If online restaurant reservations are any guide, Philadelphia’s hungry customers dined out above national rates as the coronavirus pandemic began spreading across the country, only to see business plummet dramatically over an unprecedented week.

To stem the spread of coronavirus, Mayor Jim Kenney ordered all city restaurants to stop seating people from 5 p.m. Monday through March 27 at least. Restaurants in the city can remain open for takeout and delivery service.

Data from Open Table, the online reservation service, show restaurant visits had started to sink in many U.S. cities by March 9 — in some cities even earlier — but reservations didn’t crash in Philadelphia for three more days. Philadelphia announced its first case of the coronavirus on March 10.

When Kenney recommended that people “go out and have dinner” (and wash their hands) during a news conference Saturday, city restaurants had already lost nearly half of their business, the data show.

“It was at that point you knew it was coming,” said Rob Wasserman, an owner of Rouge, Twenty Manning Grill, and Audrey Claire. Wasserman, who talked with other restaurant owners that day, said business was nearly cut in half around the city. “The frustration is all the employees that work check to check. This is a very terrifying moment when everybody’s trying to go on unemployment at the same time,” he said.

The impact hit Philadelphia’s surrounding counties even earlier; Gov. Tom Wolf requested the closure of nonessential businesses in Montgomery County on Friday, and in Delaware, Bucks, and Chester Counties over the weekend.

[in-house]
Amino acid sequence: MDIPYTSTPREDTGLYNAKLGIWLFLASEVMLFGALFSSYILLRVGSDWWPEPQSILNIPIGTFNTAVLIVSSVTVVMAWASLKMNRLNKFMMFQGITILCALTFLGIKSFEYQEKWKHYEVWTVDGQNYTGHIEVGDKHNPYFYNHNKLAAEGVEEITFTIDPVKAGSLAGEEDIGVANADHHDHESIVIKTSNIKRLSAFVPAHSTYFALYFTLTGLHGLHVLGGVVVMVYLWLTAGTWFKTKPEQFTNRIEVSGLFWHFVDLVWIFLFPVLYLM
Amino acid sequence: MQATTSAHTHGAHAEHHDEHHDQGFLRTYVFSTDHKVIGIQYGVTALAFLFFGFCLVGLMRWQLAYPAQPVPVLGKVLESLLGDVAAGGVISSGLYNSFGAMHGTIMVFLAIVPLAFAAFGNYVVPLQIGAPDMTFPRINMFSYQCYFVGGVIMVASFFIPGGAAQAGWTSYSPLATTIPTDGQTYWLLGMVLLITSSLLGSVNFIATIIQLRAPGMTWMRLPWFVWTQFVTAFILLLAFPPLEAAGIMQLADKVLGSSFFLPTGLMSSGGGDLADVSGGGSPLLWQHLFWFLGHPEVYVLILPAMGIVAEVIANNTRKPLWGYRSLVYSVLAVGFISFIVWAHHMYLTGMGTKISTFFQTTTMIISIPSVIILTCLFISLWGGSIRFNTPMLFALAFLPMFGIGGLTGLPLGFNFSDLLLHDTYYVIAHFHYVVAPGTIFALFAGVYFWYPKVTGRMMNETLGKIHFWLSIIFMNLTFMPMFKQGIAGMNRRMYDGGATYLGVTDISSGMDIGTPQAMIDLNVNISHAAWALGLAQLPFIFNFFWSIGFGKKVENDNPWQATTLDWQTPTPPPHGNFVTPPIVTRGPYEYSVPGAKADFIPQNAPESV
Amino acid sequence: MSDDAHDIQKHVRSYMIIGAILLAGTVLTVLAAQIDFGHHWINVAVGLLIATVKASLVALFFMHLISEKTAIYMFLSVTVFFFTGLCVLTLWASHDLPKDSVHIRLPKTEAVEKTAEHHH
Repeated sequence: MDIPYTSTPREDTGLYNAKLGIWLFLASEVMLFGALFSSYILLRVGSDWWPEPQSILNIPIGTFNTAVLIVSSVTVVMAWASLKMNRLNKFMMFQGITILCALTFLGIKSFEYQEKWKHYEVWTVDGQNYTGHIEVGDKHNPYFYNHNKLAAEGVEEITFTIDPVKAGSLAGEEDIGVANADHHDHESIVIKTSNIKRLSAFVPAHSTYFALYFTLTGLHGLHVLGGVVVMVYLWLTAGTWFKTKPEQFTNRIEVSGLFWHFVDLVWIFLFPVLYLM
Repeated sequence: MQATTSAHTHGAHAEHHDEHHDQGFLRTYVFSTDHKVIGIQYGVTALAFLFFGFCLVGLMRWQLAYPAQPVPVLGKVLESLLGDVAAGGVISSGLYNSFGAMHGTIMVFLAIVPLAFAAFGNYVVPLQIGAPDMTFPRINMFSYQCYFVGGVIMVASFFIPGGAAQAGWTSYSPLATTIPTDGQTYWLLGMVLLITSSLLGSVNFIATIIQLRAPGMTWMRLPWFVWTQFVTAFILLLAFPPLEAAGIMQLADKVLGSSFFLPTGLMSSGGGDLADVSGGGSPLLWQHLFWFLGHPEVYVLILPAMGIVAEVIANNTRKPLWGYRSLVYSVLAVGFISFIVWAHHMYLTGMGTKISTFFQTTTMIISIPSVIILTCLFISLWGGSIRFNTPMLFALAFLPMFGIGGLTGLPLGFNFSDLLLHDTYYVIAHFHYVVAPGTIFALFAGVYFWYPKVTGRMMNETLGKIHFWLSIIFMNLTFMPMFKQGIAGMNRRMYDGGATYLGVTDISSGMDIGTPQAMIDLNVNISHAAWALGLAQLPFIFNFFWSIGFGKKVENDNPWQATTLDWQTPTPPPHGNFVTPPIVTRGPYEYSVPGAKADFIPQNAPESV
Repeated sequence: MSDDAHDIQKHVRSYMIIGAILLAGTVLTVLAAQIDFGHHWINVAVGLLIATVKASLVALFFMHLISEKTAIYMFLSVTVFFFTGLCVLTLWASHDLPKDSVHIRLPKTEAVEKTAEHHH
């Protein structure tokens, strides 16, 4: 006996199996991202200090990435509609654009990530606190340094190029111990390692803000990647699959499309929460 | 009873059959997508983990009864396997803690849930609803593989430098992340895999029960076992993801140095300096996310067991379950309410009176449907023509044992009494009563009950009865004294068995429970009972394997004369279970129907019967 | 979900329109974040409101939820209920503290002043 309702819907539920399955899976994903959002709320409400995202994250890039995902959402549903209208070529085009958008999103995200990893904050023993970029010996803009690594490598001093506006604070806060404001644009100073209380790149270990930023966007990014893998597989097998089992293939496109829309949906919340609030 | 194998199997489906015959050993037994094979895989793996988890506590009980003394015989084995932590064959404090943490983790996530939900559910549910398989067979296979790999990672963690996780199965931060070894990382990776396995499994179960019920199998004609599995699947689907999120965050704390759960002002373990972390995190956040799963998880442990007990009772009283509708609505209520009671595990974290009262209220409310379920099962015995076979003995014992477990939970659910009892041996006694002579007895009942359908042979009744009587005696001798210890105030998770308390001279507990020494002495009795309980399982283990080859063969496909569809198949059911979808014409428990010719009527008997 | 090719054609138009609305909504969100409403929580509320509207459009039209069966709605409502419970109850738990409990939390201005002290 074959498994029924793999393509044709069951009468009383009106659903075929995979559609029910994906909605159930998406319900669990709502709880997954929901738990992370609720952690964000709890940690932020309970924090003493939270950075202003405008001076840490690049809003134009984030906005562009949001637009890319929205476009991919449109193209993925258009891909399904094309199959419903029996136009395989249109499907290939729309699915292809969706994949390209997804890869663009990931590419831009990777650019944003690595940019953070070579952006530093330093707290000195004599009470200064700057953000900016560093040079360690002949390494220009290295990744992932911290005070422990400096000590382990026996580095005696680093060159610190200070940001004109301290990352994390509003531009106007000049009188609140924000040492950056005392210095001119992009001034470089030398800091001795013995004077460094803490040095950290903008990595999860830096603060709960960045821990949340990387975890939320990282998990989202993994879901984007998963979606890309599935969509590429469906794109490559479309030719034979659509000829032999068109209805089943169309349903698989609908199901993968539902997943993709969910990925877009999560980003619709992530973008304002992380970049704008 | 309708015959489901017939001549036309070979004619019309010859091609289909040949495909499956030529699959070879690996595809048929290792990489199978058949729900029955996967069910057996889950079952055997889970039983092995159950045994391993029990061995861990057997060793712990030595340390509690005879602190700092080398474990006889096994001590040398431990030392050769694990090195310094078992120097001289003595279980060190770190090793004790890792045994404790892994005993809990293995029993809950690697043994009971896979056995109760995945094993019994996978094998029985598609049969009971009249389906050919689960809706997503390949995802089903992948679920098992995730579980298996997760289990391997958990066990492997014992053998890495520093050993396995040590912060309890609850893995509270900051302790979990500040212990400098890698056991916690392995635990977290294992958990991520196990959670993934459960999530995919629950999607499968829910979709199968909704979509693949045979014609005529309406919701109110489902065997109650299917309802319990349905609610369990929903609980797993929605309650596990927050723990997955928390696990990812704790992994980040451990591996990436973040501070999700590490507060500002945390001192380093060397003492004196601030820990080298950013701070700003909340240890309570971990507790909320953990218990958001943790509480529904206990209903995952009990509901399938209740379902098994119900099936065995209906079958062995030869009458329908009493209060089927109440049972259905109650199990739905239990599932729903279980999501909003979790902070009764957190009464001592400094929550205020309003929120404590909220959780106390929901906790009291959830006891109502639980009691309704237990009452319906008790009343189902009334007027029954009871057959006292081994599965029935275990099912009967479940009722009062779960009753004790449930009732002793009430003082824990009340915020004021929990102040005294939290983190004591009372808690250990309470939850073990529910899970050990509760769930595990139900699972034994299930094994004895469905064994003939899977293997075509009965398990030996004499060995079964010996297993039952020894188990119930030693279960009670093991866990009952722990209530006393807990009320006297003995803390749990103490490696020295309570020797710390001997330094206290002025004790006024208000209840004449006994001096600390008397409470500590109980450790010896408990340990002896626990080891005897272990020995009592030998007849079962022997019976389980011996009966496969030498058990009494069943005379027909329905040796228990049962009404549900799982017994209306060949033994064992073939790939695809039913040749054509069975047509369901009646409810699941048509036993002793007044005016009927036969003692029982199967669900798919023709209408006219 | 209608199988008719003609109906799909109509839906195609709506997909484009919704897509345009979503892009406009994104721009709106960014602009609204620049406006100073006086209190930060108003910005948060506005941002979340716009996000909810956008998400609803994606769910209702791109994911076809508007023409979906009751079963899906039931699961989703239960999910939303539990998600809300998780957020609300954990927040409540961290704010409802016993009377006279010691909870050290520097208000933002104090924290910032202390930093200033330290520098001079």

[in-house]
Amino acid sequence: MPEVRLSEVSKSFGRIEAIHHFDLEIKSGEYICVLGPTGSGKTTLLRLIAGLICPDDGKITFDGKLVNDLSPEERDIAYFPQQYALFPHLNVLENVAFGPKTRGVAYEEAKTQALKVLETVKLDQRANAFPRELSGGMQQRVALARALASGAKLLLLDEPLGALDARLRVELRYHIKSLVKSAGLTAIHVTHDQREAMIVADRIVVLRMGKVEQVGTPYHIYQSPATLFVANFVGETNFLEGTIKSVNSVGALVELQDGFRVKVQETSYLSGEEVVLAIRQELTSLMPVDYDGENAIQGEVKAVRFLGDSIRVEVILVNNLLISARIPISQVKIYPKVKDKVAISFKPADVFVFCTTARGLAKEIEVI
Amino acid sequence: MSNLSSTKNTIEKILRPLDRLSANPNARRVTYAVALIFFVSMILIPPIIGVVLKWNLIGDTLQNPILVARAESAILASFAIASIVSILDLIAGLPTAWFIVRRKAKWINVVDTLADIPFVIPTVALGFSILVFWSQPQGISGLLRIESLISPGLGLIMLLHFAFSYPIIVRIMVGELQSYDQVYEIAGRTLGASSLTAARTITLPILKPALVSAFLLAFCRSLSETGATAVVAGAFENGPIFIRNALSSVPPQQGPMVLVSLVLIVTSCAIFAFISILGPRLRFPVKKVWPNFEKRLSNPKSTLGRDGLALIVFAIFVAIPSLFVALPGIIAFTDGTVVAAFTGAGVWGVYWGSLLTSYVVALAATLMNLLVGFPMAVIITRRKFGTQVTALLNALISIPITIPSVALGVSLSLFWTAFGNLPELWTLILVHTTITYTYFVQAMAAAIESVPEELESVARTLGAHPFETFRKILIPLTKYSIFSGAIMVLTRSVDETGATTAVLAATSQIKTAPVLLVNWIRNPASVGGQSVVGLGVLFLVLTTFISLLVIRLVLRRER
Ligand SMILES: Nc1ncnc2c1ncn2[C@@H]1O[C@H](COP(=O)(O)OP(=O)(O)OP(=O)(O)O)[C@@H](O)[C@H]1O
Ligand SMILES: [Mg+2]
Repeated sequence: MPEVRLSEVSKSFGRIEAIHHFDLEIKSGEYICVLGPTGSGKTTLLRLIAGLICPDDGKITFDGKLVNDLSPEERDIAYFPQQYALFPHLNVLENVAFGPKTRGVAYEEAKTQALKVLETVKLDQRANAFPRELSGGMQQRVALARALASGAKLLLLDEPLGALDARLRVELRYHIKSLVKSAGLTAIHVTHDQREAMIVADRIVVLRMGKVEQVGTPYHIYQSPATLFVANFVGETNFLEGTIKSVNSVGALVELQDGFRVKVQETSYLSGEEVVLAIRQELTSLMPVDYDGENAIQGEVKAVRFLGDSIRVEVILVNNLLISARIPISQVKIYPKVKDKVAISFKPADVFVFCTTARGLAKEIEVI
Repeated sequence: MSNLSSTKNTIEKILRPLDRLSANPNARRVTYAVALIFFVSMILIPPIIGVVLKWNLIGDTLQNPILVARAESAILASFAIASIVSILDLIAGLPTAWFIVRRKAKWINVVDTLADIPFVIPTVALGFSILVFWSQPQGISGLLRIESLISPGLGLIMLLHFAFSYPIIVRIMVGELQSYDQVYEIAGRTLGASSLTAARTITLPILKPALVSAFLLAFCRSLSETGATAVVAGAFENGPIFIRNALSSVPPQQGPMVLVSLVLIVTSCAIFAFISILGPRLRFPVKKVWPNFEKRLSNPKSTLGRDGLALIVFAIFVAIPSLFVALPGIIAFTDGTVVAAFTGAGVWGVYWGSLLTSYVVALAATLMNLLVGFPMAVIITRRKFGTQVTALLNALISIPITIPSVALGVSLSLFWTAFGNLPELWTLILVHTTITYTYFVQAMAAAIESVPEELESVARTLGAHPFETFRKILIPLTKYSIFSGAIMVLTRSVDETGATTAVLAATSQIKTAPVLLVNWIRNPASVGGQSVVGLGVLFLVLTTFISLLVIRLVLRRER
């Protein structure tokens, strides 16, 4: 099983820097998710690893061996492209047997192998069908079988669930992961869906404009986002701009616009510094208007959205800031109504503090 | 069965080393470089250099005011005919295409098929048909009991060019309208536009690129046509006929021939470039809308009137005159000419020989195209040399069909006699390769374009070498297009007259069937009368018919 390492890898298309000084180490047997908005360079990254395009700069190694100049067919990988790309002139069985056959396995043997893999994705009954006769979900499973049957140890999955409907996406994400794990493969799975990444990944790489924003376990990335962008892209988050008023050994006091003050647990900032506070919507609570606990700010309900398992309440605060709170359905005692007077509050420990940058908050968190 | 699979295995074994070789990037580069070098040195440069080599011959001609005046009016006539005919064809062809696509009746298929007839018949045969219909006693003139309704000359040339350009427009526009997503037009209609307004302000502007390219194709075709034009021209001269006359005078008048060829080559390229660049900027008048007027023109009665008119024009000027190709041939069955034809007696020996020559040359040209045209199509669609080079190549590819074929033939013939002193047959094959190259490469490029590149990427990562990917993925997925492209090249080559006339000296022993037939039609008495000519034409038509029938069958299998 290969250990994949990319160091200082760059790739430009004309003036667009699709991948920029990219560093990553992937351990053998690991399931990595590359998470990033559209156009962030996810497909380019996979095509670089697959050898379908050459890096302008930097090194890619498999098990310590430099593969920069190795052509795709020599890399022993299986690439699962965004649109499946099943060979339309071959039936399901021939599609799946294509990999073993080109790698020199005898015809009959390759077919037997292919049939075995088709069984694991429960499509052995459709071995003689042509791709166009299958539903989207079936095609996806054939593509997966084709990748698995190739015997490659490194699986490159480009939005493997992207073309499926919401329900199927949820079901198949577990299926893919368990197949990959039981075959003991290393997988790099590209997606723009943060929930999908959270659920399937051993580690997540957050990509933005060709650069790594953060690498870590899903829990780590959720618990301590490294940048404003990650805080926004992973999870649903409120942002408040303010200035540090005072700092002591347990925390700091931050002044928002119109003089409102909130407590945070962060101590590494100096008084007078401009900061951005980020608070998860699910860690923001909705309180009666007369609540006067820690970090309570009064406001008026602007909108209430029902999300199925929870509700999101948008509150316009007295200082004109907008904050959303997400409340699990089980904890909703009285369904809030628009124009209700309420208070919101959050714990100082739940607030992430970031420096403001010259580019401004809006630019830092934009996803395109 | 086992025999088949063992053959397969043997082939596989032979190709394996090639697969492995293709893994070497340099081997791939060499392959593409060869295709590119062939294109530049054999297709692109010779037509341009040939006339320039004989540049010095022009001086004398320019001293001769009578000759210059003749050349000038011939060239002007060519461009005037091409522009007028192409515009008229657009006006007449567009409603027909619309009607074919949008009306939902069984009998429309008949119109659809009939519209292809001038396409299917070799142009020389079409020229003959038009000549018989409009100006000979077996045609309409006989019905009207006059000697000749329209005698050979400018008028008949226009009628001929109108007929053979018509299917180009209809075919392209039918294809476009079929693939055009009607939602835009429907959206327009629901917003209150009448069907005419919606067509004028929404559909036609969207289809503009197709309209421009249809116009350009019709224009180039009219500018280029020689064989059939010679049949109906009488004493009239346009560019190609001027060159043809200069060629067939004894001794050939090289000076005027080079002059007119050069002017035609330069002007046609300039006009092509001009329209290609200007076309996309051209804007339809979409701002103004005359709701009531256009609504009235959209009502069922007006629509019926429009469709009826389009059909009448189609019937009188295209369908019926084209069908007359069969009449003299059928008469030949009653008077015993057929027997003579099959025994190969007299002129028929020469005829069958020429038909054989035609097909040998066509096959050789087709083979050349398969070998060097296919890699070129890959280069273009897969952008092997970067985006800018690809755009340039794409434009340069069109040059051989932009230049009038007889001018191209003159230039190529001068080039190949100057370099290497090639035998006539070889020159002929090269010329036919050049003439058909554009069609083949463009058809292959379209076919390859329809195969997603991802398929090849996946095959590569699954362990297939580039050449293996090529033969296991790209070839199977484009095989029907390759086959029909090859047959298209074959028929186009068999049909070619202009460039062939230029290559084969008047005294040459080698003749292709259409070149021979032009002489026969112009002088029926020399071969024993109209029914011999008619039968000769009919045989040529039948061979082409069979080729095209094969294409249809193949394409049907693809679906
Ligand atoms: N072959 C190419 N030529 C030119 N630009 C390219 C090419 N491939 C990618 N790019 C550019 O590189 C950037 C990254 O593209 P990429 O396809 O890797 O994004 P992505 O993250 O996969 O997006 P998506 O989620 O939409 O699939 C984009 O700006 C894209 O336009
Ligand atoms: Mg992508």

Brian Sirhal, an owner of Cantina Feliz in Fort Washington, said his business declined early last week, before Wolf’s directive. His restaurant is across the street from Germantown Academy, which announced March 8 that a student’s family member had tested positive for the virus.

“As soon as the Montco situation hit, we saw a precipitous drop,” Sirhal said. “Then, by Tuesday and Wednesday, it was a desert. Cancellations outnumbered reservations.”

By Monday, the most recent day for data, Philadelphia’s reservations had fallen 85% year over year, a more dramatic downturn than in nearly 40 other cities in the United States and Canada.

Kenney said Monday that he had spoken to restaurant owners who hoped to work together to help their workers. “They are interested in trying to get together to see what they can do to pool some money or find some resources to keep their people paid as long as possible,” he said.

Asked Tuesday about the economic impact of the coronavirus on city businesses, Kenney said it depends in part on how long the shutdown lasts, noting that it may have to continue for eight or more weeks.

No matter the length of the shutdown, Kenney said, “it’s not good.”

Pennsylvania restaurants employ more than 580,000 people, according to John Longstreet, CEO of the Pennsylvania Restaurant and Lodging Association.

“Hospitality is a huge economic engine for the commonwealth,” Longstreet said in a news release Tuesday. The association is pushing for economic relief for businesses, a reduction in unemployment wait time for workers who lose their jobs, and other relief measures.

In March 2019, the city collected $3.8 million in wage tax revenue from the restaurant industry. Restaurants also pay business taxes, their customers pay sales taxes and alcohol taxes, and the city’s tax on soda and sweetened beverages applies to drinks distributed to restaurants.

Wasserman said he remains optimistic that Philadelphia’s restaurants will rebound quickly — perhaps even better than other areas — after the pandemic is under control.

“This will obviously pass,” Wasserman said. “We can take comfort in what’s happening in Asia.”

Staff writer Michael Klein contributed to this article.